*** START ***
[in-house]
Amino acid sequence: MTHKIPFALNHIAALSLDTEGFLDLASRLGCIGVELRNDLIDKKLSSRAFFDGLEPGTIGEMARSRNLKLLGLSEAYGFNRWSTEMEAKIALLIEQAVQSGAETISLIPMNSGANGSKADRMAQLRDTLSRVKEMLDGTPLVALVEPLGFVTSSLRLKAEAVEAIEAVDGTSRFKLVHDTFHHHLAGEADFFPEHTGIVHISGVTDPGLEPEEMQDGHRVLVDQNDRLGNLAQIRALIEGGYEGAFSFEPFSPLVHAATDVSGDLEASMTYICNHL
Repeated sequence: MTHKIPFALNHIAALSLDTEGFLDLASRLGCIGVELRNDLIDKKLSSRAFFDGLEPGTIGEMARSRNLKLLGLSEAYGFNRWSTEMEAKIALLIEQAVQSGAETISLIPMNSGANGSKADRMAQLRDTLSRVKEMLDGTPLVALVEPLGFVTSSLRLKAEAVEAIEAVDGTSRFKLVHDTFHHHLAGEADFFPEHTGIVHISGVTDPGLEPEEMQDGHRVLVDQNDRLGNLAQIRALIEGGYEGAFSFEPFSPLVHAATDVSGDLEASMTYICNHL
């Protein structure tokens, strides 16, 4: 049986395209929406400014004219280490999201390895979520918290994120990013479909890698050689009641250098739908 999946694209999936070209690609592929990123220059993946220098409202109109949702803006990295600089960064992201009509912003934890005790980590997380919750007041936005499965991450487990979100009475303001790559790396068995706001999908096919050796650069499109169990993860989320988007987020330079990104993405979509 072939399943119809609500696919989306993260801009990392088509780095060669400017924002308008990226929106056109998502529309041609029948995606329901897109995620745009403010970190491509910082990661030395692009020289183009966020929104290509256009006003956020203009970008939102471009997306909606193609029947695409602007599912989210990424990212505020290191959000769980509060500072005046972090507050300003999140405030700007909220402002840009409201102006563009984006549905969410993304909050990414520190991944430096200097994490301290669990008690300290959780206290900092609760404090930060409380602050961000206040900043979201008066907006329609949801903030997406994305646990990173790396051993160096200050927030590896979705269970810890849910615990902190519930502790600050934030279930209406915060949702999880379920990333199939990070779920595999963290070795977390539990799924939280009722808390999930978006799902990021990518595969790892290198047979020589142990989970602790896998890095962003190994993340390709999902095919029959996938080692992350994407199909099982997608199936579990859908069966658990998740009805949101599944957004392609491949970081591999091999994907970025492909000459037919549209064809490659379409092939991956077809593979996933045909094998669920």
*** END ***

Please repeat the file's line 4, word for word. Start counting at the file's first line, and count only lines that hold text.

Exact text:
């Protein structure tokens, strides 16, 4: 049986395209929406400014004219280490999201390895979520918290994120990013479909890698050689009641250098739908 999946694209999936070209690609592929990123220059993946220098409202109109949702803006990295600089960064992201009509912003934890005790980590997380919750007041936005499965991450487990979100009475303001790559790396068995706001999908096919050796650069499109169990993860989320988007987020330079990104993405979509 072939399943119809609500696919989306993260801009990392088509780095060669400017924002308008990226929106056109998502529309041609029948995606329901897109995620745009403010970190491509910082990661030395692009020289183009966020929104290509256009006003956020203009970008939102471009997306909606193609029947695409602007599912989210990424990212505020290191959000769980509060500072005046972090507050300003999140405030700007909220402002840009409201102006563009984006549905969410993304909050990414520190991944430096200097994490301290669990008690300290959780206290900092609760404090930060409380602050961000206040900043979201008066907006329609949801903030997406994305646990990173790396051993160096200050927030590896979705269970810890849910615990902190519930502790600050934030279930209406915060949702999880379920990333199939990070779920595999963290070795977390539990799924939280009722808390999930978006799902990021990518595969790892290198047979020589142990989970602790896998890095962003190994993340390709999902095919029959996938080692992350994407199909099982997608199936579990859908069966658990998740009805949101599944957004392609491949970081591999091999994907970025492909000459037919549209064809490659379409092939991956077809593979996933045909094998669920």